Wall Street (1987)
Release Date: December 11th, 1987 MPAA Rating: R
Director: Oliver Stone Actors: Charlie Sheen, Michael Douglas, Martin Sheen, John C. McGinley, Hal Holbrook, Daryl Hannah, Terence Stamp, Sean Young, James Spader, Saul Rubinek, Sylvia Miles
all Street” boasts several excellent performances (including by Michael Douglas, who won the Best Actor Oscar and Golden Globe for 1987) and fascinating ideas, delving into the world of stockbrokers and their involvement in avarice and sketchy moralities. These aren’t uncommon motifs, but examining a faction rarely investigated by feature films sheds some light on an industry that typically caters solely to the wealthy. There are consequences and reactions for every trade and scrutiny by many unlikeable, powerful overseers, establishing a thrillingly cinematic environment. But just as the stock market itself seems to exist primarily for upper-class New Yorkers, “Wall Street” the movie favors those with prior knowledge of corporate raiding, insider trading, and more than just a basic understanding of money management and investing.
Bud Fox (Charlie Sheen) is an account executive stockbroker, working his way from being the little guy at a medium-sized firm to dreaming up a career as an investment banker. As he works alongside friends (John C. McGinley as the over-enthusiastic Marv) and older acquaintances (Hal Holbrook as Lou, the seasoned broker who never pushed his way into the big times), Bud realizes that he needs to add the wheeling-and-dealing millionaire Gordon Gekko (Michael Douglas) to his client list in order to make it to the top. When he finally gets his foot in the door, he realizes the dangerously affluent man doesn’t need another broker – he needs an insider.
Bud’s first mission is to follow around Sir Larry Wildman (Terence Stamp), a notably moneyed investor whose presence in New York most certainly involves stocks. This activity leads to more underhanded tactics, including spilling inside information about his father’s (Martin Sheen) employer, Blue Star Airlines, which Gordon sees as a perfect opportunity to exploit. Although the ruthless capitalist shows Bud the ropes – teaching him all the ways in which the art of war applies to stock trading – the young broker begins to realize that greed isn’t always good.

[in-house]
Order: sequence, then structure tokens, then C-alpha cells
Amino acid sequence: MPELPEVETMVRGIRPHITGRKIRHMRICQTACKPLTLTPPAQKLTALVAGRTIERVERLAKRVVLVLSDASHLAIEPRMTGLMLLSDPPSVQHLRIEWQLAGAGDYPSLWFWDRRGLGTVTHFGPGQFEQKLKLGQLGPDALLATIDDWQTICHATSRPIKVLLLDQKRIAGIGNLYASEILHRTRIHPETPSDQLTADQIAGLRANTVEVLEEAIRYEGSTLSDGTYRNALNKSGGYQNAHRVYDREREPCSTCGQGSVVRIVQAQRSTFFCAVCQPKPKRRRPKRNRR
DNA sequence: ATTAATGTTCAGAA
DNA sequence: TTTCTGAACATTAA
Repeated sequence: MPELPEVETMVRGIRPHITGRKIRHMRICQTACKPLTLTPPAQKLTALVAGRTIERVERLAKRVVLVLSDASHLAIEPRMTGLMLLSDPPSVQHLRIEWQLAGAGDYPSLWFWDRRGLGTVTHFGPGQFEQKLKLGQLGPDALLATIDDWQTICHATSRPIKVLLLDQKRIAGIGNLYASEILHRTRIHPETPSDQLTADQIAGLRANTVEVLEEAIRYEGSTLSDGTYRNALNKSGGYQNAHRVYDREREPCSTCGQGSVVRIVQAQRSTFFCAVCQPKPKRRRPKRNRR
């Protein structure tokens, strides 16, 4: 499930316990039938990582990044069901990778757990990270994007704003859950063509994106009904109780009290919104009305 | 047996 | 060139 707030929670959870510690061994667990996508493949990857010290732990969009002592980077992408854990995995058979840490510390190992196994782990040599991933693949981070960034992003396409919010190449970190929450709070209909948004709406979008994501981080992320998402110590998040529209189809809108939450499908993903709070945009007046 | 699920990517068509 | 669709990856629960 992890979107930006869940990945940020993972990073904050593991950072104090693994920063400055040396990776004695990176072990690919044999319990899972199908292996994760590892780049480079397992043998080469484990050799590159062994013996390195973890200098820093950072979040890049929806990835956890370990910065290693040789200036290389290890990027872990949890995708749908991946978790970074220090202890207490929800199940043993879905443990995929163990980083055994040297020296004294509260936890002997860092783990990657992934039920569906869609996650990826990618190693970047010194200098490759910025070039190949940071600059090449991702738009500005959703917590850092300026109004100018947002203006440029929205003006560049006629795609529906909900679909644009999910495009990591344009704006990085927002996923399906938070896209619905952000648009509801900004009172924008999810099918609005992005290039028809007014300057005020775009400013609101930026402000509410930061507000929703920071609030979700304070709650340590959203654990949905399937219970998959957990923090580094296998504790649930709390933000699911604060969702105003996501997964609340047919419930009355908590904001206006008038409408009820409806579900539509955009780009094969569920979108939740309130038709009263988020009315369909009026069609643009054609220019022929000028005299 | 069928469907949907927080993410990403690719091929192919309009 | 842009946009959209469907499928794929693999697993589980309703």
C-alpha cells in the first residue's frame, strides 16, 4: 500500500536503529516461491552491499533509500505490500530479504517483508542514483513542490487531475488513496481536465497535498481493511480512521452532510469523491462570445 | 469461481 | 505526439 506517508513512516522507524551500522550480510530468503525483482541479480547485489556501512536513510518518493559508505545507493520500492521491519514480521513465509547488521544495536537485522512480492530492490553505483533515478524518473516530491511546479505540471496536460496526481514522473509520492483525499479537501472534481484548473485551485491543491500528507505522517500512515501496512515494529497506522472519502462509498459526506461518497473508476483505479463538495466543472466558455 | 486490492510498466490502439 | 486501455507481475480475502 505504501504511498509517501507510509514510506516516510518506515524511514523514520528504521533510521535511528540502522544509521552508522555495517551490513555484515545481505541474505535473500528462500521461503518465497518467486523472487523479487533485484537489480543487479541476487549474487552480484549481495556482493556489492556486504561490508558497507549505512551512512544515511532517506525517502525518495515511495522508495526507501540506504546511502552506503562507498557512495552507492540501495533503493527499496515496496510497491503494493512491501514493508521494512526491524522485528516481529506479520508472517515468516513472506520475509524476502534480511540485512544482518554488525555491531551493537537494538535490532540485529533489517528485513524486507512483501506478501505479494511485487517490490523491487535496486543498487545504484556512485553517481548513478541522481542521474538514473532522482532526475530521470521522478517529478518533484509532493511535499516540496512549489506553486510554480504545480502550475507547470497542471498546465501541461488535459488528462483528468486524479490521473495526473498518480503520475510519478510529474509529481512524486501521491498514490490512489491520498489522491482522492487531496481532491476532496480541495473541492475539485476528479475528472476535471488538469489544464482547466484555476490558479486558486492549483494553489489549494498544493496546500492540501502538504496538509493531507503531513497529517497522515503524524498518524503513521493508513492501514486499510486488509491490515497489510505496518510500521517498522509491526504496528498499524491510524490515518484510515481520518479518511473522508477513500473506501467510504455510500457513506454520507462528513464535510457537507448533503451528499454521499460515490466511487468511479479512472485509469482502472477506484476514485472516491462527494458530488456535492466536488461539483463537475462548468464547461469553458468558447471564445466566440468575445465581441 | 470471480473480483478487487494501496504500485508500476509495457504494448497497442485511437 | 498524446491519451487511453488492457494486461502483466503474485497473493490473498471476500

The downfall of the movie is the heavy Wall Street lingo that starts in fast and never lets up. Withholding explanations to the fancier terminology doesn’t help either, especially when much of the suspense relies on a fairly solid comprehension of the stock market. The SEC (Securities and Exchange Commission) is constantly on the lookout for red flags that suggest insider trading, but it wouldn’t be uncommon to question what exactly is legal or illegal about the many doubtful endeavors Fox undertakes. Inside information is where the real money is at, but “Wall Street” doesn’t divulge too many definitions for audiences unsure of what Gekko and Fox keep playing at – and the term itself is subject to broad and sometimes unenforceable outlines.
As for performances, Daryl Hannah plays Darien Taylor in a remarkably unconvincing role as Bud’s interior designer love interest; James Spader makes a brief appearance as a young lawyer; Charlie Sheen seems a tad overdramatic in the lead, as his wealth deteriorates his morals; Martin Sheen is more memorable as the hardworking father; and Douglas steals the show as the rich guy viewers love to hate. Banking $800,000 per day, he’s a perfectly realistic villain for a movie about greed and gluttony and the ease with which moviegoers of all economic statuses can demonize the top 1%. “Why are we roasting this guy? Did we run out of human beings?”
– Mike Massie